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The Mitsubishi Outlander is a large, roomy seven-seater that’s easy to drive and perfect for a growing family.
There’s also a plug-in hybrid (PHEV) version which is the same price as the petrol/diesels. However, the PHEV only seats five.
The Outlander has a stylish design, especially with its updated 2018 grille. If you’re after a calming and comfortable ride, then it’s worth considering.
If you don’t want to go for the PHEV, engine options are a little limited. The Outlander has always been well equipped, with the earlier GX3, GX4 and GX5 trim levels all including dual-zone climate control, Bluetooth and alloy wheels. Nowadays, the entry-level Design trim looks pretty lavish with added reversing camera and Android Auto and Apple CarPlay connectivity.
The Outlander has a more conservative design when compared with many more style-conscious SUVs. There’s plenty of room for five to stretch out and get comfortable. There’s also a sensibly laid-out dashboard with some hard plastics, which is great if you have messy kids.
In terms of practicality, the petrol and diesel cars have a third row of seats that can fold flat into the boot and can be easily raised when you want to use them. These rear seats can accommodate adults but space is tight so it won’t be the most comfortable on long journeys. Like the third row of seats, the middle row also folds flat to the floor, so it’s really practical when you need to transport oversized items. The PHEV doesn’t have this advantage, as the battery lives under the boot floor.
All Outlanders have a large boot behind the second row of seats that’s well over 450 litres. The boot is wide opening and has no lip, which makes loading up the car easier as there’s nothing to lift your luggage over.
The ride is fine, smoothing out at higher speeds, so most people won’t be too bothered by the lack of driving thrills.
If you plug the PHEV in every night, you can drive gently for up to 30 miles on batteries alone, which is perfect if you have a short commute and have easy access to charging points. The Outlander is quiet when driving on its electric motors. The latest PHEVs have a bigger petrol engine to complement the electrics, but the weight of the batteries make them ride less comfortably and lean more in corners than non-hybrid versions.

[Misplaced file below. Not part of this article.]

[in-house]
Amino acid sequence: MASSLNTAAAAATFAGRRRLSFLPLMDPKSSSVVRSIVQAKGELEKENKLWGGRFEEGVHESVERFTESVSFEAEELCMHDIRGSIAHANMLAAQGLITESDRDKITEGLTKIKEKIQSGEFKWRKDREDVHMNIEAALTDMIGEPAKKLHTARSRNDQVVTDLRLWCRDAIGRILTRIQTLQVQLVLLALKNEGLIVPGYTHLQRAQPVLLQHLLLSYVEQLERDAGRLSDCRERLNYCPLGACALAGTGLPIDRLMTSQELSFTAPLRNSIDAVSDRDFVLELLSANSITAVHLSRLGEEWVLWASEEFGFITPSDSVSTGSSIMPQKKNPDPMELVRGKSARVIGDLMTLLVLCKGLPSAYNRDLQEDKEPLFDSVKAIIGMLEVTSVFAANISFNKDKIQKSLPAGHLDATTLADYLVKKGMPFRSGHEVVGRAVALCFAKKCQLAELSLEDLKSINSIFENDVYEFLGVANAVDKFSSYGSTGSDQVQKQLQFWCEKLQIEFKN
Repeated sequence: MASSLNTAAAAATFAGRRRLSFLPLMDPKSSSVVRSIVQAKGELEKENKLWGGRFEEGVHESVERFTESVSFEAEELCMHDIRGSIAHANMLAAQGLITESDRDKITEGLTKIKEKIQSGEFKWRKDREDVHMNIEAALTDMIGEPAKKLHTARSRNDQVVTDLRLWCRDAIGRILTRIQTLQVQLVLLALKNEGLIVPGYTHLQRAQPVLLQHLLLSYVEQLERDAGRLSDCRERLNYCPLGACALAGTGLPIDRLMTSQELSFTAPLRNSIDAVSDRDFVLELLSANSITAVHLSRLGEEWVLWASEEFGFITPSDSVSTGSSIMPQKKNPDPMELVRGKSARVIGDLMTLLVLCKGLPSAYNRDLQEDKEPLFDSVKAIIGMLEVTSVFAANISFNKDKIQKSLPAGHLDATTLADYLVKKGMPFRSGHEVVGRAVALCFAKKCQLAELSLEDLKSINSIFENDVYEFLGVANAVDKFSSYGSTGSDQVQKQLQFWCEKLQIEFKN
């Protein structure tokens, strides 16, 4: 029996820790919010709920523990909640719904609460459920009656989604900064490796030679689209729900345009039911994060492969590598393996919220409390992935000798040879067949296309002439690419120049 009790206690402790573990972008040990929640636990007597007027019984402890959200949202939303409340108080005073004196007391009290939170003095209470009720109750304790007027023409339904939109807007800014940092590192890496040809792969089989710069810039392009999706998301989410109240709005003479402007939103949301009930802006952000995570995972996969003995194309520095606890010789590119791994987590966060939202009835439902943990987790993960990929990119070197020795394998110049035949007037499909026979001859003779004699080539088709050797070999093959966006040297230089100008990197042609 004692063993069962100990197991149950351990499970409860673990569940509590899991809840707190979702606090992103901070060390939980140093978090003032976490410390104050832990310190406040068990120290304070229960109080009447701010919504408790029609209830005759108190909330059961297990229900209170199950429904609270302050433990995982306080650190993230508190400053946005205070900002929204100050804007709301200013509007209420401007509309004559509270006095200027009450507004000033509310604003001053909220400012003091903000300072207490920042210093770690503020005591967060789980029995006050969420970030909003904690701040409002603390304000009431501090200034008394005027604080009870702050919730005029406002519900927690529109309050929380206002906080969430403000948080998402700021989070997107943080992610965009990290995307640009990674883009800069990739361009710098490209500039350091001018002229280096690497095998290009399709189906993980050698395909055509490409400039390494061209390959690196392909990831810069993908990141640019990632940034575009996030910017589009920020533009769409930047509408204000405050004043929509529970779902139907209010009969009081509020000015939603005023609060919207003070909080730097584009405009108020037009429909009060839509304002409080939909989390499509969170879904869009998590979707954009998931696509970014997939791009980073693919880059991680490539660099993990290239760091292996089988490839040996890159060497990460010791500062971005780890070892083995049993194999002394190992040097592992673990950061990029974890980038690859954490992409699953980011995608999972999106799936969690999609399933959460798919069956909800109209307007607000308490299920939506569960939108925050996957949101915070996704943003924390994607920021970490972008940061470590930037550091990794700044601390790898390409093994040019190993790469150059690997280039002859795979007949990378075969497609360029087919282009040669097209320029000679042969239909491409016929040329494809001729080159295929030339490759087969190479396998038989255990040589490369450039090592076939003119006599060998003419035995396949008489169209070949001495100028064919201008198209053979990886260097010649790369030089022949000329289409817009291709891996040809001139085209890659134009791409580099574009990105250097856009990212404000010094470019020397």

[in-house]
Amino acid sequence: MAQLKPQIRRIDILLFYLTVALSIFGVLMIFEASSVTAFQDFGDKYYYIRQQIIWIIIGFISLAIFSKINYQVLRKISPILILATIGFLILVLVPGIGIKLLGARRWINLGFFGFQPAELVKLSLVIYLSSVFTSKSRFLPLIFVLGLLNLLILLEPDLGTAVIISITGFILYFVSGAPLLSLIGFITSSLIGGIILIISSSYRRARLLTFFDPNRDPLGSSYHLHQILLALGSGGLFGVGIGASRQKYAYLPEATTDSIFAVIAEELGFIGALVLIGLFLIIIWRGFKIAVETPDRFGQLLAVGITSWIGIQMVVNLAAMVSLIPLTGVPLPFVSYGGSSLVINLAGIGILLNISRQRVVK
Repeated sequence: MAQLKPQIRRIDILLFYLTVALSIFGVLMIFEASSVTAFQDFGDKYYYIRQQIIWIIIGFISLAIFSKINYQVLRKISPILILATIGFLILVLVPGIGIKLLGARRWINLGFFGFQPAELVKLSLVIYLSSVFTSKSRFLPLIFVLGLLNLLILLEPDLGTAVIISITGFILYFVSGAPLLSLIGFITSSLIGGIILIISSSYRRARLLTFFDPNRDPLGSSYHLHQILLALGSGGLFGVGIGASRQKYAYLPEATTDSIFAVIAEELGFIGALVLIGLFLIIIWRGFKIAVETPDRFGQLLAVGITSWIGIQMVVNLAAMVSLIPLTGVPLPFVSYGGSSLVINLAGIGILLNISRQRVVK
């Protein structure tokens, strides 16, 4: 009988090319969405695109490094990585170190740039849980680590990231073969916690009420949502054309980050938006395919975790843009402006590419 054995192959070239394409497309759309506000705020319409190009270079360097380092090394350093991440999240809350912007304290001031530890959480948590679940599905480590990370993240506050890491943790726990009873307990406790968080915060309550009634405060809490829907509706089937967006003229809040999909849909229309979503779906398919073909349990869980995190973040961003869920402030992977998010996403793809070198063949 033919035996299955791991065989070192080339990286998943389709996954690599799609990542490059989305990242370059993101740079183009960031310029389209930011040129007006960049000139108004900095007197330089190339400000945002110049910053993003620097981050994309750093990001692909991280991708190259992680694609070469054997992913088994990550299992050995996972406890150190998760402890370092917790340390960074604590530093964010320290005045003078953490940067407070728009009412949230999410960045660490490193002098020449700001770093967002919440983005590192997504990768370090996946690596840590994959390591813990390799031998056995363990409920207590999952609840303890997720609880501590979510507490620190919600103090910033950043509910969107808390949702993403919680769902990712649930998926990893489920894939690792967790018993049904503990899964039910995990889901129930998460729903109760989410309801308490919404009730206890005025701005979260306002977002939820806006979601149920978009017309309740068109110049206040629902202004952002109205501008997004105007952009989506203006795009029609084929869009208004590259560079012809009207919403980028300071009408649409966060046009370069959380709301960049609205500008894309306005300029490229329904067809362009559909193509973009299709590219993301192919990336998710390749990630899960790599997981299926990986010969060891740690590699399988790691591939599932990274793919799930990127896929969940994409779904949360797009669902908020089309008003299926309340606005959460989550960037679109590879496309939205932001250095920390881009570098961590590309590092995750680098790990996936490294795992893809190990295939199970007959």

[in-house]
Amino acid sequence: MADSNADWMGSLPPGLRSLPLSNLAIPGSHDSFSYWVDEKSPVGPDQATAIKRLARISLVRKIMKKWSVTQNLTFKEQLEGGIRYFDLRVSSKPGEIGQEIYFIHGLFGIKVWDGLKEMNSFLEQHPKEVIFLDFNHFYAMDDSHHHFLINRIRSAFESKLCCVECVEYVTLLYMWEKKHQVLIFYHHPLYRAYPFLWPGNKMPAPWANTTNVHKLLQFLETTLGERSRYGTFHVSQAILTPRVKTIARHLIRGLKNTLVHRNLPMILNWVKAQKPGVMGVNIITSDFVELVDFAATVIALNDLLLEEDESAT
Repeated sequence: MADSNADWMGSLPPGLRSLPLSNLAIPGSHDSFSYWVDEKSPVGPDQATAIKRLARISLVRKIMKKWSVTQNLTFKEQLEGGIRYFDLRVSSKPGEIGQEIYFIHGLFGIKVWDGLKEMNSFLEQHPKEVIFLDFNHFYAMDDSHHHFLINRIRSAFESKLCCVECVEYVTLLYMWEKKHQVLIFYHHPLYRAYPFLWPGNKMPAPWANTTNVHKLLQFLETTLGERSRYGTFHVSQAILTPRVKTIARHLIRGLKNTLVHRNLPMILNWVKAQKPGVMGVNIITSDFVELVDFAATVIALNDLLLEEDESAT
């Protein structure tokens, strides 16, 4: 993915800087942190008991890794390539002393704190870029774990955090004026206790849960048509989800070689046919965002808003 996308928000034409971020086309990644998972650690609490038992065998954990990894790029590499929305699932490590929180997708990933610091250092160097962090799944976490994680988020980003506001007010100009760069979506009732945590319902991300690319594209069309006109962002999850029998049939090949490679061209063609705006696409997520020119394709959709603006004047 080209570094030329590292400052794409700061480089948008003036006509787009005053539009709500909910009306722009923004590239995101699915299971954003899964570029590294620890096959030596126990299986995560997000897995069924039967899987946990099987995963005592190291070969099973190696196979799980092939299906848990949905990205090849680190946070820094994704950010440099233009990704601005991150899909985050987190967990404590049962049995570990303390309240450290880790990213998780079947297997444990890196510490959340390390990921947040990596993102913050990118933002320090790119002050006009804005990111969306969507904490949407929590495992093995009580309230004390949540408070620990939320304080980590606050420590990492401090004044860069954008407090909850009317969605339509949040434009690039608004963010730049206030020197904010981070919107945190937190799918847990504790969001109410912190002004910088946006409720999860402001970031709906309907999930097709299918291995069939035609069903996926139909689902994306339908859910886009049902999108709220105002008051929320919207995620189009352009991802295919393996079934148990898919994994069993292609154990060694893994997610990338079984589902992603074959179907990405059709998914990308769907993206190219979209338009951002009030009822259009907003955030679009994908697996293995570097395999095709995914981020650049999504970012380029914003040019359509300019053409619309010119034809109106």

The diesel and the petrol-only versions introduced in 2018 offer perfectly adequate performance.
The Outlander PHEV is extremely inexpensive to run if you want short daily mileage in urban or low-speed environments and if you have routine access to a charge point. Pre-2017 cars get the added benefit of free road tax, as well as exemption from the London congestion charge. PHEVs sold later than April 2017 attract an annual road tax of £130, but watch out for higher-spec cars which cost over £40,000 new as you’ll have the luxury car surcharge of £310 until the car is six years old.
The petrol is a good bet if you don’t do many miles and the diesel’s fuel consumption is much better (53 vs 33 mpg). But you really need to be driving more than 12,000 miles per year to make it work. As it has so many plus points, the PHEV tends to have prices that are a little higher.
Mitsubishi has a lot of experience building practical and tough vehicles like the Shogun and the L200 pick-up truck. This approach seems to have rubbed off on the Outlander which regularly scores highly in customer reliability surveys. That goes for the PHEV too. The battery comes with an eight-year warranty, but make sure you check the service record to make sure it’s still valid.
Safety is excellent thanks to a five-star Euro NCAP test and a particularly impressive score for occupant safety in an accident. Higher-spec models from 2017 onwards come with extra safety kit, including automatic emergency braking.
Best for economy - Design Petrol Hybrid Auto
Best for family - Dynamic Petrol Hybrid Auto
Best for fun - Dynamic Petrol Hybrid Auto
The Mitsubishi Outlander with the most obvious appeal is definitely the PHEV. But if you do regular long journeys, fuel consumption can be pretty high and the diesel engines make more sense. If you want seven seats, you’re restricted to non-hybrid models.
As for recommended trim levels, they all provide a reasonable level of kit at their respective price points. The post-updated models with the extra safety are worth a look, just be mindful of the possible luxury road-tax surcharge.